Paddles with an Anas acuta...... unashamedly biased toward the sea kayak of that name (actually the voyages of two boats, one 'traffic over gold', one 'quill')
Monday, 13 January 2014
Destination Needles and Shingles
Saturday dawned unbelievably blue after day following day of grey and storm. We set off towards the Needles, Alum Bay looking bright with freshly eroded white and ochre cliffs.
The sea was still brown, churned up by the storms as we approached our target.
The lighthouse was attracting the swell and we had to skirt the breaking seas over the wreck.
What a blue sky! Often in summer the vapour trails of aircraft spoil the sky, but not today.
Beyond the Needles the sea was calmer but the swell made Scratchell's Bay unattractive for a controlled landing. Another group of about 8 paddlers had landed so there would have been someone to catch us, but we were looking for solitude and paddled back across the shipping channel into the Shingles.
The Shingles, a mile or two SW of Hurst Castle is a strange patch of sea, with breaking waves far out to sea, unpredictable currents and shallows. The un-nerving noise of invisible shifting shingle a few metres under your keel. The storms had raised a couple of the banks to well above the HW mark and we manage to catch a breaking wave up onto a flattened beach.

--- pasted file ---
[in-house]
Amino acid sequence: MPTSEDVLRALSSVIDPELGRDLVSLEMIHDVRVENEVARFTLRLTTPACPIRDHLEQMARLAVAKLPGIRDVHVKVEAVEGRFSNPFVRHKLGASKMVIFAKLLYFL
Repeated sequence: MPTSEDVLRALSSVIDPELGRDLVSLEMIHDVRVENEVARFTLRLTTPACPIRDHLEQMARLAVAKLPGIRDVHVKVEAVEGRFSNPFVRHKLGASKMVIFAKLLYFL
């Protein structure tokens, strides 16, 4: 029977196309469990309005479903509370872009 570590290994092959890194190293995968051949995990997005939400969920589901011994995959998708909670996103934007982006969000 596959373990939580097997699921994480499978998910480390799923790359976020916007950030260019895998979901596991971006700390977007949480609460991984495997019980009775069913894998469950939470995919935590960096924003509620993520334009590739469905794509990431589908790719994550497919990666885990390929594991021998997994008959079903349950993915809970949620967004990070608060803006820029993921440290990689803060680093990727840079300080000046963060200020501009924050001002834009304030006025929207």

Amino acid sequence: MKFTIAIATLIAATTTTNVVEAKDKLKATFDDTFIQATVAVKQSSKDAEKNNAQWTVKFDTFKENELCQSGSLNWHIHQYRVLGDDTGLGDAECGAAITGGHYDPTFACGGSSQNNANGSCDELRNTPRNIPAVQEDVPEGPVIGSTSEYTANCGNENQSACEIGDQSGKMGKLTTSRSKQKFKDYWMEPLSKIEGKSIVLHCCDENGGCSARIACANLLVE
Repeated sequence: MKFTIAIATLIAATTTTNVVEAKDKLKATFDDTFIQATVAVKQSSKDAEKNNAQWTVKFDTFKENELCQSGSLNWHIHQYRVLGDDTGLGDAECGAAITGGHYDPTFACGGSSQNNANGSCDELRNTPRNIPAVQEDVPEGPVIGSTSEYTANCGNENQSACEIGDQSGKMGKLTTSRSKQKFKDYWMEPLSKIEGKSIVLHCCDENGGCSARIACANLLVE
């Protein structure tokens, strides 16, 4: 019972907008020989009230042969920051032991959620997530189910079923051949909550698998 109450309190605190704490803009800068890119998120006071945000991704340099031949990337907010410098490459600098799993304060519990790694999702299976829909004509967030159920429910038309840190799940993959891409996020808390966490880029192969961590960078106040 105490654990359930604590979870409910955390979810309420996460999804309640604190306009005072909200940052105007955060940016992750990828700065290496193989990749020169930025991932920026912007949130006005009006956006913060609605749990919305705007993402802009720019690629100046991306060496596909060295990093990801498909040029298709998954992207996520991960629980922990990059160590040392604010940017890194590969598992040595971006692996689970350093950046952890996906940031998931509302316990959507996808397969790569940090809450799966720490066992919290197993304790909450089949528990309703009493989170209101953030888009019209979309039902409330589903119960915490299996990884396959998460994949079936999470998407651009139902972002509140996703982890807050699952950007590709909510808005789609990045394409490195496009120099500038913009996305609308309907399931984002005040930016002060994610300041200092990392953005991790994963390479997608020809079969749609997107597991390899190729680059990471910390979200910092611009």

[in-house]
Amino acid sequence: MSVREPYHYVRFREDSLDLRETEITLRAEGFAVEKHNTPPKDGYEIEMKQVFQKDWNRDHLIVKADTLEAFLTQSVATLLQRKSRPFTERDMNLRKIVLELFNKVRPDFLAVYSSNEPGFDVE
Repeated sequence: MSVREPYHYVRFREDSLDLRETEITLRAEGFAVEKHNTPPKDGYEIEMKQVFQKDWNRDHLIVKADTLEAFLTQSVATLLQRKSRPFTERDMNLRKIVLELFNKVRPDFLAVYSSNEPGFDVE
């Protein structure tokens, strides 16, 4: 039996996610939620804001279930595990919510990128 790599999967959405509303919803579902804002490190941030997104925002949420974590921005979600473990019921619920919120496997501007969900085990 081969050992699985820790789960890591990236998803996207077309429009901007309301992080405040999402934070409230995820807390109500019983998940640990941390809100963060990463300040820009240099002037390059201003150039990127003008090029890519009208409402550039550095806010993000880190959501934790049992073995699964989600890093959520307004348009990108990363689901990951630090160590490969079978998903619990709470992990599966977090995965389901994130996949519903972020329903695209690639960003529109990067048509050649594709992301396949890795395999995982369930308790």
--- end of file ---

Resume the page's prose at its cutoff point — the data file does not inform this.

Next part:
Lords of all we surveyed, probably the only human visitors our island will have before the natural ebb and flow wash it away again in a few days.
The full extent of our domain borrowed from the sea.
When the time came to leave the sea had covered our landing spot so Liz demonstrated the backwards seal launch to avoid the skeg-jamming fine shingle.
It wasn't as easy as it looked, the flood tide was swirling past at a rate, tugging the stern sideways necessitating leaning hard downstream.
Capsize averted it only remained to paddle home. Despite the calm seas, Hurst Castle put up some enjoyable standing waves and breakers as we powered through with the tide. Could you have a nicer day?